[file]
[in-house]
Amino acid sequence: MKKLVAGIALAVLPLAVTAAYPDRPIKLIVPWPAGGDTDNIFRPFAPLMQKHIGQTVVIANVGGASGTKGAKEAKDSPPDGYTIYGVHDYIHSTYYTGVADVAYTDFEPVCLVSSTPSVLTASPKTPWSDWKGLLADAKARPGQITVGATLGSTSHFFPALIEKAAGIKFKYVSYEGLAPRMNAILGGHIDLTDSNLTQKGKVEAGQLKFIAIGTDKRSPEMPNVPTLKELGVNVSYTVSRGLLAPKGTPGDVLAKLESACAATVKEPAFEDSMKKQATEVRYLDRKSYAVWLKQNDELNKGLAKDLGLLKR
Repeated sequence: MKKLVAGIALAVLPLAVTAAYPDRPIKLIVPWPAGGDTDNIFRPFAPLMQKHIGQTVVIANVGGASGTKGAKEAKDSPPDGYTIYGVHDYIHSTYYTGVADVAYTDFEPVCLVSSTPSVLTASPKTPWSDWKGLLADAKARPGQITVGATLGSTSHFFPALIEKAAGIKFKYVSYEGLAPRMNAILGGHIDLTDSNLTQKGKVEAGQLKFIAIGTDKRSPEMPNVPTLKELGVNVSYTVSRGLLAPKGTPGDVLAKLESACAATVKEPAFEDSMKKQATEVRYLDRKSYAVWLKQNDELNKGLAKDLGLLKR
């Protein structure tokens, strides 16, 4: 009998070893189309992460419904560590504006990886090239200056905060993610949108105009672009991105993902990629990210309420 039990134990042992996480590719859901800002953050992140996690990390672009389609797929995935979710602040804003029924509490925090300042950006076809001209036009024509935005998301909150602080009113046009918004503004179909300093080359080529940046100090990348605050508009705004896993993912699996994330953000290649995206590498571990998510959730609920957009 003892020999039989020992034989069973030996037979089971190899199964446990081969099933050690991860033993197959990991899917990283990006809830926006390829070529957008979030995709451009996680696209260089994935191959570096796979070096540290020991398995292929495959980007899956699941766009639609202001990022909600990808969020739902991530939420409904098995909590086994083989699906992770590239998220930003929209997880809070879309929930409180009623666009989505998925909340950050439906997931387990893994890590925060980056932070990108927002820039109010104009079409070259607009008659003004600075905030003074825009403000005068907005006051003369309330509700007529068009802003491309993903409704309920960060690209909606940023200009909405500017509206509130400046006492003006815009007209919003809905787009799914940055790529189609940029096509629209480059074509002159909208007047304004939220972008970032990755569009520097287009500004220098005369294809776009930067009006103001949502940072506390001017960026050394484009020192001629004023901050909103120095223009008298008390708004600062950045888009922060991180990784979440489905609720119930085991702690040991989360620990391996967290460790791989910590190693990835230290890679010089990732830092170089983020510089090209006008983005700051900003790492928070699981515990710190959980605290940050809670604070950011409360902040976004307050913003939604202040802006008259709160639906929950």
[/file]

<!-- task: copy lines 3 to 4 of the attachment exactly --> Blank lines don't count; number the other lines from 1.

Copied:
Repeated sequence: MKKLVAGIALAVLPLAVTAAYPDRPIKLIVPWPAGGDTDNIFRPFAPLMQKHIGQTVVIANVGGASGTKGAKEAKDSPPDGYTIYGVHDYIHSTYYTGVADVAYTDFEPVCLVSSTPSVLTASPKTPWSDWKGLLADAKARPGQITVGATLGSTSHFFPALIEKAAGIKFKYVSYEGLAPRMNAILGGHIDLTDSNLTQKGKVEAGQLKFIAIGTDKRSPEMPNVPTLKELGVNVSYTVSRGLLAPKGTPGDVLAKLESACAATVKEPAFEDSMKKQATEVRYLDRKSYAVWLKQNDELNKGLAKDLGLLKR
């Protein structure tokens, strides 16, 4: 009998070893189309992460419904560590504006990886090239200056905060993610949108105009672009991105993902990629990210309420 039990134990042992996480590719859901800002953050992140996690990390672009389609797929995935979710602040804003029924509490925090300042950006076809001209036009024509935005998301909150602080009113046009918004503004179909300093080359080529940046100090990348605050508009705004896993993912699996994330953000290649995206590498571990998510959730609920957009 003892020999039989020992034989069973030996037979089971190899199964446990081969099933050690991860033993197959990991899917990283990006809830926006390829070529957008979030995709451009996680696209260089994935191959570096796979070096540290020991398995292929495959980007899956699941766009639609202001990022909600990808969020739902991530939420409904098995909590086994083989699906992770590239998220930003929209997880809070879309929930409180009623666009989505998925909340950050439906997931387990893994890590925060980056932070990108927002820039109010104009079409070259607009008659003004600075905030003074825009403000005068907005006051003369309330509700007529068009802003491309993903409704309920960060690209909606940023200009909405500017509206509130400046006492003006815009007209919003809905787009799914940055790529189609940029096509629209480059074509002159909208007047304004939220972008970032990755569009520097287009500004220098005369294809776009930067009006103001949502940072506390001017960026050394484009020192001629004023901050909103120095223009008298008390708004600062950045888009922060991180990784979440489905609720119930085991702690040991989360620990391996967290460790791989910590190693990835230290890679010089990732830092170089983020510089090209006008983005700051900003790492928070699981515990710190959980605290940050809670604070950011409360902040976004307050913003939604202040802006008259709160639906929950």